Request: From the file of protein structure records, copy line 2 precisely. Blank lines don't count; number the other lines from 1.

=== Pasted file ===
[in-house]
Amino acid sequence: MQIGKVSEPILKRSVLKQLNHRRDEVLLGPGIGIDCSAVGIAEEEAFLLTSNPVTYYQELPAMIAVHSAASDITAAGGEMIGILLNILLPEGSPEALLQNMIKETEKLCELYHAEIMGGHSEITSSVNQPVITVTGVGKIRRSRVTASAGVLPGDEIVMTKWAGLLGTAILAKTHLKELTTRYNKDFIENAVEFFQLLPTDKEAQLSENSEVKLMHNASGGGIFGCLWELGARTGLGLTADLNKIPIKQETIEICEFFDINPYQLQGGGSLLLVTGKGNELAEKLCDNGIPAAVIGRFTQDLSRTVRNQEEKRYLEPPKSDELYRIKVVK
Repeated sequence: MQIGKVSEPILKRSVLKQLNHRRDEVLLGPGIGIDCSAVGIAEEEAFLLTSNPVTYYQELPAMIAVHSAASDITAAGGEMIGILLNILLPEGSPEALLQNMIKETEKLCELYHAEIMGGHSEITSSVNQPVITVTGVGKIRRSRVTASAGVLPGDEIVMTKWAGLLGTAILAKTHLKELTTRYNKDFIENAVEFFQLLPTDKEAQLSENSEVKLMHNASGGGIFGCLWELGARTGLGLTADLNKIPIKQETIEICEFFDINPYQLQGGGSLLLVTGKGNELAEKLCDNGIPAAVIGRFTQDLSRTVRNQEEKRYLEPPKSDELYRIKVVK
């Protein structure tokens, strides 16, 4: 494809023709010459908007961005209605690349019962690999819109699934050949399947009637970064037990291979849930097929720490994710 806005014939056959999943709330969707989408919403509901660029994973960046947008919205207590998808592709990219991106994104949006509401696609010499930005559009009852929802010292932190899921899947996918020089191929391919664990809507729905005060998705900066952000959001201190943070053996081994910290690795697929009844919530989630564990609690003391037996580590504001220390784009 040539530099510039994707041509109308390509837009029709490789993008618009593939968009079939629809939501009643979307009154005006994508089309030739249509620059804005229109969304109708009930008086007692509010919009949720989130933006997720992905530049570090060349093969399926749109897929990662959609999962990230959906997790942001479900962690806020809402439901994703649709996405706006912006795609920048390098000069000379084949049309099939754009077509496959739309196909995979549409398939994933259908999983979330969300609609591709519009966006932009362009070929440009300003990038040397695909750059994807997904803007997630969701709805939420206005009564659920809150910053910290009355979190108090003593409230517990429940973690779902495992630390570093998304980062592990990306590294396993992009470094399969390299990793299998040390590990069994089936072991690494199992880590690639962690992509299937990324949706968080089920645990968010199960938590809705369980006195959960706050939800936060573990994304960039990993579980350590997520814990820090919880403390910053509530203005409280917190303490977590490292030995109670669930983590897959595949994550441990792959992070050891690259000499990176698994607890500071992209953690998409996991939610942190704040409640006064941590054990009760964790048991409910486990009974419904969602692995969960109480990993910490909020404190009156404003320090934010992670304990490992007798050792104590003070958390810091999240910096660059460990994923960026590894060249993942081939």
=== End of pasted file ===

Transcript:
Amino acid sequence: MQIGKVSEPILKRSVLKQLNHRRDEVLLGPGIGIDCSAVGIAEEEAFLLTSNPVTYYQELPAMIAVHSAASDITAAGGEMIGILLNILLPEGSPEALLQNMIKETEKLCELYHAEIMGGHSEITSSVNQPVITVTGVGKIRRSRVTASAGVLPGDEIVMTKWAGLLGTAILAKTHLKELTTRYNKDFIENAVEFFQLLPTDKEAQLSENSEVKLMHNASGGGIFGCLWELGARTGLGLTADLNKIPIKQETIEICEFFDINPYQLQGGGSLLLVTGKGNELAEKLCDNGIPAAVIGRFTQDLSRTVRNQEEKRYLEPPKSDELYRIKVVK